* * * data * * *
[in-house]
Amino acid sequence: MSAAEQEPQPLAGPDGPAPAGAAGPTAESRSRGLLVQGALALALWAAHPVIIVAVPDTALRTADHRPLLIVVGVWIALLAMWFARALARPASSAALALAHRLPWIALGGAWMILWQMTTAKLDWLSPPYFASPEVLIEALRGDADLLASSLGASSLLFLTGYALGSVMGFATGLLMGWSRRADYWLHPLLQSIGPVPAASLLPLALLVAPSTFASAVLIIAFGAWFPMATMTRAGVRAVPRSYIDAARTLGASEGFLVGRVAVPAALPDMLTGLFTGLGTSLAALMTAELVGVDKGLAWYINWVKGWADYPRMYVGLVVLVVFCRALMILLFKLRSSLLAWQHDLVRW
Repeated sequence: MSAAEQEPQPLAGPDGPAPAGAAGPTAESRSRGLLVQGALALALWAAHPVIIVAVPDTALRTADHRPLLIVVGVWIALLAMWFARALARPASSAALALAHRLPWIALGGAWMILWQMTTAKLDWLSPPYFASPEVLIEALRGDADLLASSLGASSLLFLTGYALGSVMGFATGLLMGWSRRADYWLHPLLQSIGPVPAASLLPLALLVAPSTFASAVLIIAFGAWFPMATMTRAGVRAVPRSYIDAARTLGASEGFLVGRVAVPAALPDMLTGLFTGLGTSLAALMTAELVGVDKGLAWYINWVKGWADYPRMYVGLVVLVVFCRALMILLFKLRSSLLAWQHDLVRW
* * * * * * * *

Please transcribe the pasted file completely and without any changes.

[in-house]
Amino acid sequence: MSAAEQEPQPLAGPDGPAPAGAAGPTAESRSRGLLVQGALALALWAAHPVIIVAVPDTALRTADHRPLLIVVGVWIALLAMWFARALARPASSAALALAHRLPWIALGGAWMILWQMTTAKLDWLSPPYFASPEVLIEALRGDADLLASSLGASSLLFLTGYALGSVMGFATGLLMGWSRRADYWLHPLLQSIGPVPAASLLPLALLVAPSTFASAVLIIAFGAWFPMATMTRAGVRAVPRSYIDAARTLGASEGFLVGRVAVPAALPDMLTGLFTGLGTSLAALMTAELVGVDKGLAWYINWVKGWADYPRMYVGLVVLVVFCRALMILLFKLRSSLLAWQHDLVRW
Repeated sequence: MSAAEQEPQPLAGPDGPAPAGAAGPTAESRSRGLLVQGALALALWAAHPVIIVAVPDTALRTADHRPLLIVVGVWIALLAMWFARALARPASSAALALAHRLPWIALGGAWMILWQMTTAKLDWLSPPYFASPEVLIEALRGDADLLASSLGASSLLFLTGYALGSVMGFATGLLMGWSRRADYWLHPLLQSIGPVPAASLLPLALLVAPSTFASAVLIIAFGAWFPMATMTRAGVRAVPRSYIDAARTLGASEGFLVGRVAVPAALPDMLTGLFTGLGTSLAALMTAELVGVDKGLAWYINWVKGWADYPRMYVGLVVLVVFCRALMILLFKLRSSLLAWQHDLVRW